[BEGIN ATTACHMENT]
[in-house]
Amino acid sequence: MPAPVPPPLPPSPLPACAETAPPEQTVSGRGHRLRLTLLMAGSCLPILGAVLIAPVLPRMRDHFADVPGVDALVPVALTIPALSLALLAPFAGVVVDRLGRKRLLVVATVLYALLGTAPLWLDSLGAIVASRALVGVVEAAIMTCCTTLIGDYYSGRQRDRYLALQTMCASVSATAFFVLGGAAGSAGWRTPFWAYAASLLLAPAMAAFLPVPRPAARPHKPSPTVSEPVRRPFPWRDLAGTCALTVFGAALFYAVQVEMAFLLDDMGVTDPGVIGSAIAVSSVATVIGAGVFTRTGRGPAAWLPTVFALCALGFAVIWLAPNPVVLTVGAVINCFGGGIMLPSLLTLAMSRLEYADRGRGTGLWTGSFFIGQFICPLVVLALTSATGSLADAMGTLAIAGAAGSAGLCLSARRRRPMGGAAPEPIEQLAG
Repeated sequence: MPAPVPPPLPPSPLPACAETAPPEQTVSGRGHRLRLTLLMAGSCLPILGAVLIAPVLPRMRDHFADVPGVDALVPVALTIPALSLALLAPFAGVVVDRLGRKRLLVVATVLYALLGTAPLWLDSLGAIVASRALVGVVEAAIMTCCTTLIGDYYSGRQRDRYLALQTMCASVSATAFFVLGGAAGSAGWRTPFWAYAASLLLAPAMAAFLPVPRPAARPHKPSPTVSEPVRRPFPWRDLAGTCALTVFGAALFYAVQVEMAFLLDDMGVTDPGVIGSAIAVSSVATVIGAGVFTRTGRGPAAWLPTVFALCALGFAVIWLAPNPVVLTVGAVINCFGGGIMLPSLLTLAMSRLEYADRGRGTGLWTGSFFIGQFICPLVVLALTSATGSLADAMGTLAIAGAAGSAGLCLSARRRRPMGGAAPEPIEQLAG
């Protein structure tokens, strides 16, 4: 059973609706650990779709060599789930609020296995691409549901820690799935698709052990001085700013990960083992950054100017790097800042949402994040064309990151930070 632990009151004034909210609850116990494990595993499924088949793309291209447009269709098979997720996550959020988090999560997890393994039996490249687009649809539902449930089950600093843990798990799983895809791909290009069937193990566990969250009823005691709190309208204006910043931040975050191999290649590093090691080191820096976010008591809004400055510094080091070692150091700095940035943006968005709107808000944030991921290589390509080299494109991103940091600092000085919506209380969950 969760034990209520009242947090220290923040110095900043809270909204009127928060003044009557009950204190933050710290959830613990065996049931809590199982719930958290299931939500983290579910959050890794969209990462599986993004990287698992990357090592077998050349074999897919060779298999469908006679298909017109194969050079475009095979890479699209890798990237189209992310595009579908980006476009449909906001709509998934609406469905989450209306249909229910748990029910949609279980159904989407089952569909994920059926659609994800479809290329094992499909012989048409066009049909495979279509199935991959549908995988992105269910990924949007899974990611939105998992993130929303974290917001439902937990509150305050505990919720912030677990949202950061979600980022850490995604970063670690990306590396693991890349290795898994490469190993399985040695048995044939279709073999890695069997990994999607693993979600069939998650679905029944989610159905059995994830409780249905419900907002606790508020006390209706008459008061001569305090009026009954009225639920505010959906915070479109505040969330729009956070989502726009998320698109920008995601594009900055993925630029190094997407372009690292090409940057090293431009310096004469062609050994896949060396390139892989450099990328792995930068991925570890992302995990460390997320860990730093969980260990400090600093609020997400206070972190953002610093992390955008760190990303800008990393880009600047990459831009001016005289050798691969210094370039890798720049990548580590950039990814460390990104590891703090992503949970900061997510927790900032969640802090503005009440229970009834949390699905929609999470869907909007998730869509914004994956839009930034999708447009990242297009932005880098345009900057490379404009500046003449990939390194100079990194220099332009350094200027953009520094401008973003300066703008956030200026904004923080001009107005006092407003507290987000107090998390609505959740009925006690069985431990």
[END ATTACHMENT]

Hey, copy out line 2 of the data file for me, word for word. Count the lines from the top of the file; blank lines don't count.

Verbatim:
Amino acid sequence: MPAPVPPPLPPSPLPACAETAPPEQTVSGRGHRLRLTLLMAGSCLPILGAVLIAPVLPRMRDHFADVPGVDALVPVALTIPALSLALLAPFAGVVVDRLGRKRLLVVATVLYALLGTAPLWLDSLGAIVASRALVGVVEAAIMTCCTTLIGDYYSGRQRDRYLALQTMCASVSATAFFVLGGAAGSAGWRTPFWAYAASLLLAPAMAAFLPVPRPAARPHKPSPTVSEPVRRPFPWRDLAGTCALTVFGAALFYAVQVEMAFLLDDMGVTDPGVIGSAIAVSSVATVIGAGVFTRTGRGPAAWLPTVFALCALGFAVIWLAPNPVVLTVGAVINCFGGGIMLPSLLTLAMSRLEYADRGRGTGLWTGSFFIGQFICPLVVLALTSATGSLADAMGTLAIAGAAGSAGLCLSARRRRPMGGAAPEPIEQLAG